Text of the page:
Mick Fanning’s Coach, Phil McNamara on the most professional competitor in surfing.
Mick Fanning likes to be sore from a workout when he surfs in a contest. He thrives on the strategy of overlapping heats at Pipe and has too much mental fortitude to be swayed by Kelly’s mind games. Mick’s Coach, Phil McNamara, knows all this. Phil has played a significant role in each of Mick’s three world title wins. Tracks caught up with him on the beach at Pipeline after Mick won his round one heat and took the next step in his quest to win a fourth crown. In the interview below Phil discusses the nuances of Mick’s Pipe barrel technique, how kicking soccer balls is part of his highly specific training routine and why reviewing footage straight after a session is so important. The interview illustrates the intensity and intelligence behind Mick’s preparation and explains why the most common quote from the other pro surfers on the world title scenario is, “I’d hate to have Mick chasing me right now!”
Do you and Mick try and narrow the focus down to a few key things at this stage so there is not too much head noise for Mick?
As usual, there is a technique that we try to put at the front of mind so that he is occupied with the process rather than the occasion. He has been focussing on a slightly different line on the rights, not pumping quite as hard at the start.
Is that because he wants to extend his time in the barrel?
Just because the wave breathes a little bit differently here … Kirra was the last good right hand barrels that he had this year and you sort of get up and gun it from the start at Kirra but here you kind of wait for it to breathe and then you pump … you’ve only got one chance to pump out of it. It’s just a different timing that Mick has to think about consciously because it’s different to ninety percent of the barrels he’s had in his life.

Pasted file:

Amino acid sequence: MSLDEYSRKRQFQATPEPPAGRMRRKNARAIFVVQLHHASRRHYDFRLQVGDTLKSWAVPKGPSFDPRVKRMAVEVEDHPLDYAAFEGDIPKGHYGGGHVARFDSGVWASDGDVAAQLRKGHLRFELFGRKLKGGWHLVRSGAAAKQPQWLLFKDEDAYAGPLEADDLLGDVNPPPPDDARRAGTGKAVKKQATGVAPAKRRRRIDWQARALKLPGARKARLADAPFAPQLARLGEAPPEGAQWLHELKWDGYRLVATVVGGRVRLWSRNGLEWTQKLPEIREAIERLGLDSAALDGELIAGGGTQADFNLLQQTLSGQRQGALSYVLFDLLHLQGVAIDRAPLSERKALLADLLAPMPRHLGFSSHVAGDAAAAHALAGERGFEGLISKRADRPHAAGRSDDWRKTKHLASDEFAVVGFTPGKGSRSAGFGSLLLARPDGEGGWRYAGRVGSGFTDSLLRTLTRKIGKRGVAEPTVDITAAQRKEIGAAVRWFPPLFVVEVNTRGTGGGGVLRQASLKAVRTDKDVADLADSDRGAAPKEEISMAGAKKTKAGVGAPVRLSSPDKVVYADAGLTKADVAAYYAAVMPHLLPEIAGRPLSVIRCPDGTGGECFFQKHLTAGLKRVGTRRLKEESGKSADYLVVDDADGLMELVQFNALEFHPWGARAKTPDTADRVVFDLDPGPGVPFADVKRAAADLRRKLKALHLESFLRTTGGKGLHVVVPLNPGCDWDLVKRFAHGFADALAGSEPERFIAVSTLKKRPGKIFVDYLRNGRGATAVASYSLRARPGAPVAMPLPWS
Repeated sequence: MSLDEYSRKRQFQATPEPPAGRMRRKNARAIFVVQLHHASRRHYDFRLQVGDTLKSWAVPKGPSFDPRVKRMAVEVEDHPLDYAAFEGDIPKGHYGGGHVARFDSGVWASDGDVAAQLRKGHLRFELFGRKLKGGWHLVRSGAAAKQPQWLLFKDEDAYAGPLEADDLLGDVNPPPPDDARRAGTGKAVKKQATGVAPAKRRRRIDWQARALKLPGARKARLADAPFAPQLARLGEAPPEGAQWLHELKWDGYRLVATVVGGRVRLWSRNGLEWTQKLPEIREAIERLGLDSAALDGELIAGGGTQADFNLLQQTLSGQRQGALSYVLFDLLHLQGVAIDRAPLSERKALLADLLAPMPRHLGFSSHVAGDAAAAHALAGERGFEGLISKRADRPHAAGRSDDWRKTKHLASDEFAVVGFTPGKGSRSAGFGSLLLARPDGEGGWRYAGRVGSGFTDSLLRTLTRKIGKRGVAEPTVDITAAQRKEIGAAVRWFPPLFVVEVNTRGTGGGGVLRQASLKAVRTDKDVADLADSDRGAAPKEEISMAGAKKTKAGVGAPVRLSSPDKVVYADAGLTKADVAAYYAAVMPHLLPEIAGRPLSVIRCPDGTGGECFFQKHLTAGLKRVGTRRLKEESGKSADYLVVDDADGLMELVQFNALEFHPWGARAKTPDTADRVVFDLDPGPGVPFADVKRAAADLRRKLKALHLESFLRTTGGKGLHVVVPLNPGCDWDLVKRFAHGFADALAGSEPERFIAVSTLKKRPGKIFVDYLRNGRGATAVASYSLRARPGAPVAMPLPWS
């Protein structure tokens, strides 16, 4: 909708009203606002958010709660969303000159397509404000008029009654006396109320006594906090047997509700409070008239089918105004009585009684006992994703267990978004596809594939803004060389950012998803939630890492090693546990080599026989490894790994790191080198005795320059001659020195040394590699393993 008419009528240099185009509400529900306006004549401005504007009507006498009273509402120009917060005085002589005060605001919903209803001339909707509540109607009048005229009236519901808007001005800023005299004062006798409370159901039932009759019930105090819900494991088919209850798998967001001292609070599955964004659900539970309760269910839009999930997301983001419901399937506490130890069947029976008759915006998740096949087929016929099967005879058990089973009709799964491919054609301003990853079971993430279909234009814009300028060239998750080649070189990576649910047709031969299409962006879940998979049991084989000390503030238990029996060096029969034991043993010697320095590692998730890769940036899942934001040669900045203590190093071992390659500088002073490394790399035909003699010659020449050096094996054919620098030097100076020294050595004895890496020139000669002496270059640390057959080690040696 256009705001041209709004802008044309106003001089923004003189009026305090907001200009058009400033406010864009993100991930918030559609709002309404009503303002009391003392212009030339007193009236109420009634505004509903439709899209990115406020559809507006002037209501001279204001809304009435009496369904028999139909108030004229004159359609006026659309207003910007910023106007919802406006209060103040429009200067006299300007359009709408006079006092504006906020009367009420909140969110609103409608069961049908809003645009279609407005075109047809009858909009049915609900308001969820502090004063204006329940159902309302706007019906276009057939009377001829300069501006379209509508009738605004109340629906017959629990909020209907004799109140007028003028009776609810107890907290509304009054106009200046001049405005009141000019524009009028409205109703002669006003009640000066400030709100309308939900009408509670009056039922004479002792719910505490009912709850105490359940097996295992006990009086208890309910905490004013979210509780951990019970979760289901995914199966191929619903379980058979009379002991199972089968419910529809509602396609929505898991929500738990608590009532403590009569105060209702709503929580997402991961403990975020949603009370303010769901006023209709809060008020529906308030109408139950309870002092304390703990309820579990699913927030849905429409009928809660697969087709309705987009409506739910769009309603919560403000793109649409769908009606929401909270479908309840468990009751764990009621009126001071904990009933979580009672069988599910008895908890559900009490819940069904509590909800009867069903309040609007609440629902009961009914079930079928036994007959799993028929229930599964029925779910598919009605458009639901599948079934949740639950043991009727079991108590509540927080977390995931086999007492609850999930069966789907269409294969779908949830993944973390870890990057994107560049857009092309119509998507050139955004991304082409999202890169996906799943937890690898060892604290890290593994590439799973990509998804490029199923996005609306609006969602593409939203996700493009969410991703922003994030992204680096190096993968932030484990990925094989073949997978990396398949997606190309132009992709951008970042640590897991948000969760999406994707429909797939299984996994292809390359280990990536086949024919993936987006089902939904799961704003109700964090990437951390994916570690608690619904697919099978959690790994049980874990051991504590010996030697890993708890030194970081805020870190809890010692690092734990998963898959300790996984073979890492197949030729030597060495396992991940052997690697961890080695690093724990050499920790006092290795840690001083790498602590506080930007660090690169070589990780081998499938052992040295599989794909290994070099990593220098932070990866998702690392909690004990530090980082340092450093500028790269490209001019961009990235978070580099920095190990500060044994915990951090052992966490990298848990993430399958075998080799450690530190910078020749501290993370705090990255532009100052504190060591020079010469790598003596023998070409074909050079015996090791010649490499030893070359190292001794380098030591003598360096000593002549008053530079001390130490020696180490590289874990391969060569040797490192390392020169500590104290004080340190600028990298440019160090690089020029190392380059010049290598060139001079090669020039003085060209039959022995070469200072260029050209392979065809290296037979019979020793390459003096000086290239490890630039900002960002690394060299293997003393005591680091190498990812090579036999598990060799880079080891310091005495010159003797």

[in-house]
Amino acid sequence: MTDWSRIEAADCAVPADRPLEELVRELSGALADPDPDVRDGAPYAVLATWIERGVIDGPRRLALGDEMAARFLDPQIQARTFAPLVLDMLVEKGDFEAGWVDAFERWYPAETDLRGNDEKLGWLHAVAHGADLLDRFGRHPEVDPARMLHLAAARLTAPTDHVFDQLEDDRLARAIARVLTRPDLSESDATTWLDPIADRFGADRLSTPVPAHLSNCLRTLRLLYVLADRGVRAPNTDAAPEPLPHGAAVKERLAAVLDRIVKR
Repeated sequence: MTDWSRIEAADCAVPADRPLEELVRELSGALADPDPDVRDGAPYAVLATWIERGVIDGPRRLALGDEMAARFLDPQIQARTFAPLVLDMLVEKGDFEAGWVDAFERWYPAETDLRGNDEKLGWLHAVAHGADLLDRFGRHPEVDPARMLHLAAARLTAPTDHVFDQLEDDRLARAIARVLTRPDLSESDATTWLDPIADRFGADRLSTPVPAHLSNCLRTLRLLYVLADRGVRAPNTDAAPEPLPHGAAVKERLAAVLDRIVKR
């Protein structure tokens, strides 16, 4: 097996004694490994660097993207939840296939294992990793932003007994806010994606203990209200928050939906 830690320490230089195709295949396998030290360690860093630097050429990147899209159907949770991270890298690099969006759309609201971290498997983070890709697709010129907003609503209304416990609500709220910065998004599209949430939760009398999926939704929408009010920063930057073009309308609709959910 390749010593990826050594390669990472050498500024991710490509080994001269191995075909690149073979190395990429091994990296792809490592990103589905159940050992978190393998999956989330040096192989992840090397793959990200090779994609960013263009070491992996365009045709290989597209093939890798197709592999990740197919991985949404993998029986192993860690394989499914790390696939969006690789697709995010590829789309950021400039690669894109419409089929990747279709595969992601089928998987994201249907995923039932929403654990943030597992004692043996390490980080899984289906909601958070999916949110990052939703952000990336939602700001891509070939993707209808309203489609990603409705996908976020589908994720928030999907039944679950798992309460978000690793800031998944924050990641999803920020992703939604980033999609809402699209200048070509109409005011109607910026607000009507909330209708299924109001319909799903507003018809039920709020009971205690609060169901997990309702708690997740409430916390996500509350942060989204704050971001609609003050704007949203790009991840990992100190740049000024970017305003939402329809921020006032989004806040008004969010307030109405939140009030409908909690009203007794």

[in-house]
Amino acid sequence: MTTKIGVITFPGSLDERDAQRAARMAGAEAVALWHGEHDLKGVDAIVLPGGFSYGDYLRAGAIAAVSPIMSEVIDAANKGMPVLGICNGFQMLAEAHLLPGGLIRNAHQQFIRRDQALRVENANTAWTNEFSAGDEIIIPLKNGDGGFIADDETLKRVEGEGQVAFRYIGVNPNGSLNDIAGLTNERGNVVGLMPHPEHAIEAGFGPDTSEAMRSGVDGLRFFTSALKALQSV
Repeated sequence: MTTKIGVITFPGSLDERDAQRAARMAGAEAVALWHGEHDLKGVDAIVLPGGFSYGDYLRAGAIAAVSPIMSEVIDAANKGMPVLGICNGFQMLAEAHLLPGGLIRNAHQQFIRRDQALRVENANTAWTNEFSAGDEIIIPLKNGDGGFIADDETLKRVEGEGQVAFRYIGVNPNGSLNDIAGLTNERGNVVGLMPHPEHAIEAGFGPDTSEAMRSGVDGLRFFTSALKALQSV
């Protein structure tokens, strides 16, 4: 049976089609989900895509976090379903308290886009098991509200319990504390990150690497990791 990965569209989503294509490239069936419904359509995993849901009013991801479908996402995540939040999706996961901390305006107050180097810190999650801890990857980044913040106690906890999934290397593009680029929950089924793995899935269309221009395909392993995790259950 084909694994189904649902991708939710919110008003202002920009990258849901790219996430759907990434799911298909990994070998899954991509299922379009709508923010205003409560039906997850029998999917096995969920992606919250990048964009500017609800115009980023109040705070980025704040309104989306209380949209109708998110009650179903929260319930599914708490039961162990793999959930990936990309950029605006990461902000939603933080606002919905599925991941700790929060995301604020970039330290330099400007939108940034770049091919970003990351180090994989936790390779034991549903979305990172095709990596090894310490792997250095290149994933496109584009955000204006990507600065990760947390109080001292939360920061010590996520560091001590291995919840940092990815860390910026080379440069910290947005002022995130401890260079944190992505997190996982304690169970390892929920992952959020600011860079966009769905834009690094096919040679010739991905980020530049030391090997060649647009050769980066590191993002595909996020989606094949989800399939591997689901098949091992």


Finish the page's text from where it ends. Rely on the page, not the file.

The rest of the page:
What about the lefts?
He sort of relies on his South Pacific experience for the left. It’s not ideal; he’s not as refined as John John or J.O.B. But if the wave’s good enough he’ll find a way out of the lefts too.
What were your thoughts on Mick’s winning performance today?
He pretty much surfed a good heat. He hit his goals and stuck to his processes. He probably looked more comfortable than I thought he would. It was very tidy… He didn’t overestimate how many good waves were out there which is hard to do at Pipeline when you see John John going mad. He didn’t need to make a name for himself in round one … He got the 4.8 he needed while he had third priority. But I don’t want you to assume that means he was pacing himself. Nobody is ever really pacing themselves here. If there are nines there he is going to go.
Does Mick have a good strategic approach in the overlapping format we are likely to see in round three?
All Mick’s preparation is about real time scenarios in overlapping heats where at the start you have third and fourth priority. He’s like a chess master in those situations, he’s almost more dangerous then than in a regular heat … If somebody makes a mistake he’ll be thinking about exactly where he needs to be to capitalise on it.
You video all his sessions and his heats and then watch them over together. What are you looking for?
If we capture one of those moments where the technique is right, we’ll zone in on it. There’s a million guys filming him but it’s the video feedback he gets ten minutes after a session that matters. That’s why I film him. If he does something right we want to focus on it. We’re trying to transform short-term memory and muscle memory into long-term memory. That’s a proven training technique. He’s also watching his boards closely in the video footage.
Last year Mick basically won the world title at Pipe with two classic roll-in lefts. There was a lot of talk at the time suggesting Pipe in the modern era is about being able to free fall from the take-off and knife a rail straight into the barrel. Does Mick have that kind of approach in his repertoire?
… I think the classical approach of rolling in at second reef, bottom turning late and snapping in, is just as valid … It’s a traditional one but it scores well at Pipe, it always has. If there was some controversy last year it was from people that didn’t know the history of Pipe. It’s always been the way to set up … it’s the Gerry Lopez way to set up a barrel.